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Are STEM people usually conservative or liberal?

  1. Aug 1, 2009 #1
    how would you characterize the usual tendencies of a person in a STEM-related career? there will be a lot of exceptions of course, but what are your observations in general? fiscally, and socially.....

    here's another one of my posts regarding something related
  2. jcsd
  3. Aug 1, 2009 #2

    Ivan Seeking

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    I'm sure there is hard data for that. No need for guessing.
  4. Aug 1, 2009 #3


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    I think this goes beyond whether or not you voted for Obama. For example, a friend of mine is a hardcore democrat, even would have worked with the DNC if he wasnt so busy... but extremely conservative fiscally. He offers suggestions even I think are a bit too far "right-wingish". Then of course I know people who are the opposite. Then I know people who are various mixtures of the possibilities. Then there's hte ones who think government shouldnt even exist. Not sure what those people are doing in a State university though...
  5. Aug 1, 2009 #4


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    Based on a 2009 Pew Research survey, 52% of scientists identify as liberal while only 9% identify as conservative (the remaining identify themselves as moderate). Similarly, 55% identify as Democrats while 6% identify as Republican (the remaining identify as independent).

    As a comparison, 13% of scientists do not believe in evolution and 16% off scientists do not believe in global warming.

    The survey was based on a random sampling of 2,533 members of the AAAS, giving the figures a margin of error of 2.5 percentage points.
    Last edited: Aug 1, 2009
  6. Aug 1, 2009 #5
    ^ why do you think scientists tend to be liberal?
  7. Aug 1, 2009 #6


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    I think he does so because of the poll which went out and took data.
  8. Aug 1, 2009 #7


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    Well, one hypothesis is that scientists are acting in a self-interested manner. Liberals and the Democratic party seem much more willing to raise and spend public money to fund scientific research than conservatives and republicans. Indeed, while the survey did not specifically ask about reasons for the scientists' political views, the data from the survey support this hypothesis.

    1) 84% of scientists identify a government funding source as one of their most important sources of funding (only 50% identify a non-government source). This holds true even for scientists working in industry (64% of whom identify a government source as a most important source of funding). Therefore, a great majority of scientists rely on government funding.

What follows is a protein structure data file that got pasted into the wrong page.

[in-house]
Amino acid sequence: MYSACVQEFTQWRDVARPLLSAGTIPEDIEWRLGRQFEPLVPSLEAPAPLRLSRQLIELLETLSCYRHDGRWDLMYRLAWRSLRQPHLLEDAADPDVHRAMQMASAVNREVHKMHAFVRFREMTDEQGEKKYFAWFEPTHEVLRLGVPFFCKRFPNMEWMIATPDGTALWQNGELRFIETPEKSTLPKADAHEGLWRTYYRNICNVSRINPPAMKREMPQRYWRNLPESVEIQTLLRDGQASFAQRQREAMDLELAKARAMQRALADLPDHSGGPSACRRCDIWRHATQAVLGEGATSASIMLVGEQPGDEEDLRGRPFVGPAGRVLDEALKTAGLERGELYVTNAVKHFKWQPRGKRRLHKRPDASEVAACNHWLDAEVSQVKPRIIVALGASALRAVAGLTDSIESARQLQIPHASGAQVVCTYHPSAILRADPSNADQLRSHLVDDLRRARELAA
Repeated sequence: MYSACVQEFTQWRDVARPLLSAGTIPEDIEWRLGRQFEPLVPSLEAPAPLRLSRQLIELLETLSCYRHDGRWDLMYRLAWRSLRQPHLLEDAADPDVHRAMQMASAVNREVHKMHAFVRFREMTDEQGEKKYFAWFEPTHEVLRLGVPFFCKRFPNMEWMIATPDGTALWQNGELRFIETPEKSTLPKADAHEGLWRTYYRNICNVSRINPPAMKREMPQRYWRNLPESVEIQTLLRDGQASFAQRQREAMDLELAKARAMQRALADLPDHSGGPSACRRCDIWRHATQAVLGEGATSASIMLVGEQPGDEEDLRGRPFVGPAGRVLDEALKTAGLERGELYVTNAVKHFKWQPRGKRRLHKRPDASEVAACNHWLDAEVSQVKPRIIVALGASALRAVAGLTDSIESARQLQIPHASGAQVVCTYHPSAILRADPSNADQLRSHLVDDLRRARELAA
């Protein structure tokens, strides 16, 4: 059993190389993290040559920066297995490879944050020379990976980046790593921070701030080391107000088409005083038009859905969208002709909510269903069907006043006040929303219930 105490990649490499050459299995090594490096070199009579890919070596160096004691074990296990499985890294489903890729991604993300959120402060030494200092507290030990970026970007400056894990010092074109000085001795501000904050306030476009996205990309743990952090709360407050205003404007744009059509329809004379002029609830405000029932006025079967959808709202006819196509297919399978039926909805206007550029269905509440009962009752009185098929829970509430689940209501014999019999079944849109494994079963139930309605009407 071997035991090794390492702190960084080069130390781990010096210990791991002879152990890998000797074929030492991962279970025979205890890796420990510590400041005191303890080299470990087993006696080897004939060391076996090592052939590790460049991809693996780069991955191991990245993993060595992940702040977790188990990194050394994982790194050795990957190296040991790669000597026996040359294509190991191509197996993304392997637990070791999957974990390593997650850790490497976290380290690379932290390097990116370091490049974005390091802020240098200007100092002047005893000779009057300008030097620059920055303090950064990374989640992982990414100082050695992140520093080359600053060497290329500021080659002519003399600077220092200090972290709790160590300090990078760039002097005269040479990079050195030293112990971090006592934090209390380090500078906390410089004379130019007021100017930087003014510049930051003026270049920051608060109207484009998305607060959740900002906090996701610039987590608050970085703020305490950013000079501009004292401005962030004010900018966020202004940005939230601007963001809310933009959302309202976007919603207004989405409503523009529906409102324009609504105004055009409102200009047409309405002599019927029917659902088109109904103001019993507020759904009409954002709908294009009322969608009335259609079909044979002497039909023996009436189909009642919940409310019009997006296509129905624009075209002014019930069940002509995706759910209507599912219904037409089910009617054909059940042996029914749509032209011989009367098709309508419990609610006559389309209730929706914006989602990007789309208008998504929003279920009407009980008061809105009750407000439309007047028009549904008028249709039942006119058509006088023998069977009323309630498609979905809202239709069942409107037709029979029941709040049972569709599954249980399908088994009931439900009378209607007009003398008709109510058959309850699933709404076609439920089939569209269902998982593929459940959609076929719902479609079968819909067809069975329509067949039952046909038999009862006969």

2) 46% of scientists say that lack of funding for basic research is a very serious impediment to high-quality research (only 12% say lack of funding is not too serious or not at all serious). Thus, many scientists would likely support politicians who would increase spending on scientific research.

    3) In a poll of the pubic, 51% of those who identified as Democrats supported increasing federal spending on scientific research (versus 25% of Republicans). Furthermore, 21% of Republicans supported decreasing federal spending on scientific research (versus 8% of Democrats). Thus, these data support the notion that the Democratic Party is more likely to support federal spending on science.

    Other hypotheses might include the finding that only 33% of scientists believe in God while 84% of the public does.

    As a scientists myself, I will admit that self-interest is one reason why I identify as liberal and support the Democratic party. However, I would not classify self-interest as the main reason. Many of the important issues for the Democratic Party are also important for me, including increasing the role for the public sector in healthcare and curbing greenhouse gas emissions via increased regulation. I also am in support of liberal social policies (pro-choice, support for gay marriage, tighter gun control laws, disagreement with abstinence-only sex education, etc.). So, while self-interest may be part of the answer, it is not the whole story.